I understood that part, but to me - I like this kind of people. Rock’n’roll and skateboarding, all the stuff that I’m into is always kind of people that have a more aggressive personality, and I like that. When you meet these people, it’s only one side of their personality - you won’t see that side of them. Especially with musicians and skaters, when they’re doing their thing it’s kind of a performance, you know what I mean? It’s very different thing than who they are when you just hang out and talk to them.
You have to have a crazy Jim Greco story.
I don’t have any super crazy story. He and I never got a problem getting along. Only the first meeting was weird because I had never met him before, and he was still in that Johnny Thunders phase with his hair kinda teased out, dark sunglasses, super skinny jeans, leather jacket and striped shirt. He didn’t really say much, he was just sitting there at the far end of the table, and Erik Ellington was the one who was more warm personality, and Jim was just assessing the situation. He may have had sunglasses too, so I had no idea what was going on in his brain. It took time to get to know him, but it’s easy for me to work with him. I know stuff he’ll be into.
When we were doing the Garbage Pail Kids stuff, I did a bunch of drawings he was into, so he ended up wanting another one to come out later on. I can relate to him on a musician level too, he’s really big into music and a lot of same bands that I’m into. We’re also from Connecticut. It’s funny cause he was at a lot same shows I was at, at the same time, but I didn’t know who he was.
Did you get any cease-and-desist letters for your work?
Yeah, we’ve had some of those. The pro wrestling series we did. A lot of us grew up in the late ’80s or ’90s and that was part of our childhood. And it’s funny ’cause it wasn’t even the WWF that sued us, it was actually individual wrestlers, their management, who contacted Deathwish. All in all, though, we don’t really get cease and desists because the boards are out for such a short time. And also, Deathwish is still small enough for no one to say anything.
How about graphics rejected without being printed?
Yeah, a bunch of stuff I did didn’t make it. One was of a cop laying on the ground, being attacked by pit bulls and Rottweiler’s tearing him apart.
Sounds like the one Todd Francis did in the 1990s for Antihero.
Yeah, it could have been ’cause it was something similar that had already been done, or maybe it was too gory. There was also this unreleased series that was paying tribute to a legendary costumed rock ‘n roll band from the 1970s that never made it to production. I think it was considered a bit too silly, probably.
Do a lot of people want to buy original art from you, as is the case for “older” artists such as Sean Cliver or Marc McKee?
I have sold a few pieces, but people always want the Deathwish stuff - and I don’t own it. People like the Alice in Wonderland series. I see people buying the boards to skate them on Instagram but I wanna tell them to hold on to theirs ’cause they’re worth a bit of money now. They’re all gone.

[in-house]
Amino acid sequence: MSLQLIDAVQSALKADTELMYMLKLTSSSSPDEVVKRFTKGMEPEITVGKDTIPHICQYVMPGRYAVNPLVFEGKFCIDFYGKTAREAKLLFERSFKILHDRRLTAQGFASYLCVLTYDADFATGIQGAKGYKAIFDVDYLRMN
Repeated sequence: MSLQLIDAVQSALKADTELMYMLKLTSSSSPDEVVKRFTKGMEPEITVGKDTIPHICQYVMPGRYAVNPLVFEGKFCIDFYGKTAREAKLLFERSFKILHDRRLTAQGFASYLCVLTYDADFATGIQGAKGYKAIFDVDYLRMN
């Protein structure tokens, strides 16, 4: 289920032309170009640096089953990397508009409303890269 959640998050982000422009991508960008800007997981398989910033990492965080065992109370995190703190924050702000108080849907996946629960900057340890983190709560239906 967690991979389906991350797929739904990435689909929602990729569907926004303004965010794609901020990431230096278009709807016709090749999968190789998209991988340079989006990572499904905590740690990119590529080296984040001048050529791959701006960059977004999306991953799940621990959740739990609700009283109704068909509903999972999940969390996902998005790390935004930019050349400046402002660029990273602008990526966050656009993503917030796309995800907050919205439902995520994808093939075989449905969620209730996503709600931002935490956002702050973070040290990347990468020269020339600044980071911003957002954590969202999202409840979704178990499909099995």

The first board you did for Deathwish - did you send them this idea?
They just said, “We want Antwuan as Black Santa.” Cool. I did the sketch, they wanted his outfit more prison-style, but it was my idea to add all the design elements and the pose and a lot of the details. It’s one of my own favorites because it’s one of my early ones, and it’s not a parody of something already existing. This turned out into us doing a Christmas board every year, and every year they’re gnarlier. We had The Grinch decapitating Santa Claus, Snowman all drunk in the street...
What makes you want a graphic that’s gonna piss off some people?
That’s part of the appeal of doing stuff for skateboarding. I’ve always been this rebellious nature, and enjoyed making pictures that upset people. It’s a weird power to have to use a piece of paper and pencil and piss people off with it.
In high school I had friends who would draw, and we’d always try to outdo each other. One of my friends in his first high school Spanish class - you’re supposed to make a physical calendar with all these Spanish holidays, so he just cut out old issues of Fangoria, everything was… he was in huge trouble. They wanted to have him see a psychologist for doing that.
Who are your influences?
I grew up basically watching these old Looney Tunes, Bugs Bunny cartoons and stuff, and Popeye and Betty Boop, and superhero cartoons. These main dudes, like Steve Ditco and some ’90s guys, Frank Miller. For skateboarding, it’s Jim Phillips and VC Johnson, especially Jim Phillips, ’cause those were the boards, as a kid, that I remember the most - skulls, slime balls, blood and guts.
Who are some of the new skate artists you like?
Fos, Matt French, Aye Jaye. They’re the ones I know the most because we communicate lot.
What would you not do?
I don’t know, ’cause to me the more outrageous the better, and I’d like to do more work like that.
How about a bunch of Mohammed caricatures?
That’s definitely something I’d think twice about, because those guys are crazy, they will find you anywhere in the world.
On the same range of ideas, it’s actually interesting ’cause I did this zero dollar bill artwork, where I basically re-did the dollar bill, it’s anti-corporate, anti-banking, it had Porky Pig in the middle. When I posted that on my blog, I looked at my stats, and within 24 hours it had been passed around the FBI, the CIA, you could see the servers, who’s looking at your stuff. That was another moment where I was, like, wow. It ended up on some Pocket Pistol stuff.